Mark Bahnisch, in his critique of my Age piece on Muslim dissident Ayaan Hirsi Ali, gives a potted lecture on the fundamentals of liberal democracy.
He claims my “uncritical” defence of Hirsi Ali, and dismay at her alienation from the political left, reveals a misunderstanding about the concept of separation between church/mosque and state. “Put simply, liberal secularism is not equivalent to fervent atheism,” he writes, “and nor should it be”.
No, it shouldn't. Contrary to Bahnisch's assertions, I don't need tutoring on the ABC's of secular constitutional democracy and how it's “not supposed to imply a crusade against religion.” And neither does Hirsi Ali, in fact.
While certainly fervent in her atheism, she's not out to convert. She wants to see Islam's God tamed by reason and banished to the private sphere, that's all. She wants a Muslim Voltaire, a Muslim Madonna singing Like A Prayer and a Muslim take on Mohammed in the spirit of Monty Python's Life of Brian. Nothing unreasonable about any of this, I'm sure you'd agree.
My point about hypocrisy merely alludes to the fact that a great many on the intellectual left, for want of a better term, share Hirsi Ali's disdain for religion, but still find her views unsettling.
Why the unease from Western secularists when Hirsi Ali assaults, with every justification given her circumstances, an Islam in deep crisis? Or is this a none-too-subtle racism that allows white-skinned people the privilege to celebrate the triumph of reason over superstition, but cautions the brown-skinned person, impatient for the same privilege, to tread softly-softly lest they cause offence?
We have Timothy Garton Ash calling Hirsi Ali a “slightly simplistic Enlightenment fundamentalist,” and Ian Buruma accusing her of bullying a European minority under siege - responses that by their nature cast Hirsi Ali, her life under constant threat, to the political fringe, while sentimentalising “faithful” Muslims, and their increasingly radicalised leaders, as arbiters of legitimacy and authenticity.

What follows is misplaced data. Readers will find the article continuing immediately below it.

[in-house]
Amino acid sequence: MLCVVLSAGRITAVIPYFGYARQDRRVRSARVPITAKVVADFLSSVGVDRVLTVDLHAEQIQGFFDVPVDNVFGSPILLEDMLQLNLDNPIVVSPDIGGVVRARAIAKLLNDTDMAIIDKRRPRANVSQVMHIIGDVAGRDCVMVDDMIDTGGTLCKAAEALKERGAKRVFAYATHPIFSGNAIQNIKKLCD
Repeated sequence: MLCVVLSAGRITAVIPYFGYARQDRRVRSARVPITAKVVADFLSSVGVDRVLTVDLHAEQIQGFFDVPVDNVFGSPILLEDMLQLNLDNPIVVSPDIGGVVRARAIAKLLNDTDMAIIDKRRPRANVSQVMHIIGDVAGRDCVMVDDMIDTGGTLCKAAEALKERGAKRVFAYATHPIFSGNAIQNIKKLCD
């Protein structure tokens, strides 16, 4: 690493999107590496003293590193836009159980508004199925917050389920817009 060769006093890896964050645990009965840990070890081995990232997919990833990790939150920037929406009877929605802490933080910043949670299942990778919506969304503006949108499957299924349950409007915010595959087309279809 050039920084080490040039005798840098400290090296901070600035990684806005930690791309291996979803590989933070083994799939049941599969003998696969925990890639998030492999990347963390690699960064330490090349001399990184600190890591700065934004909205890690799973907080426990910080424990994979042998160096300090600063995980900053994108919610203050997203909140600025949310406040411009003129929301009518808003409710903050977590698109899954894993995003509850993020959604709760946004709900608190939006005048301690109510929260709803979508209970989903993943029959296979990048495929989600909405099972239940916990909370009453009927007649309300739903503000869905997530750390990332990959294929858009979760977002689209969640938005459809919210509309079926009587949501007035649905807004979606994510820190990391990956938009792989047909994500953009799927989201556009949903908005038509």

This kind of thinking is morally and intellectually flawed; “reactionary” is the word US writer Paul Berman uses. But precisely where did my piece, in discussing these developments, suggest one must agree with Hirsi Ali's every utterance and suggestion? She's not, after all, God.
And where did I accuse the “secular left” of “defending” the practice of female genital mutilation on cultural grounds? The controversy revolves around the left's reluctance to “loudly denounce” the practice, as Kim Jameson puts it (in the left leaning blog Larvatus Prodeo). Female circumcision was once a frontline battle for Western feminists; now Western feminists “register their concern” (Bahnisch's words) by supporting African women fighting to overturn the practice “in their own cultural milieu.”
Now these African women are clearly a vital part of the battle, and support them we must. But you can support those working for change from within while at the same time “loudly denouncing” entrenched misogyny wherever it appears.
And why does casting a critical light on comments like Kim's and, yes, reporting Tim Blair's characteristically vitriolic but nevertheless apt response, amount to “demonising” her? That's a hell of a claim. But Bahnisch would have you believe I'm the one averse to reason and sensible debate.
Actually I wonder whether Bahnisch, clearly wounded by the unflattering passing reference to his site (what quaint reverence for the power of old media!) even read my piece in its entirety.
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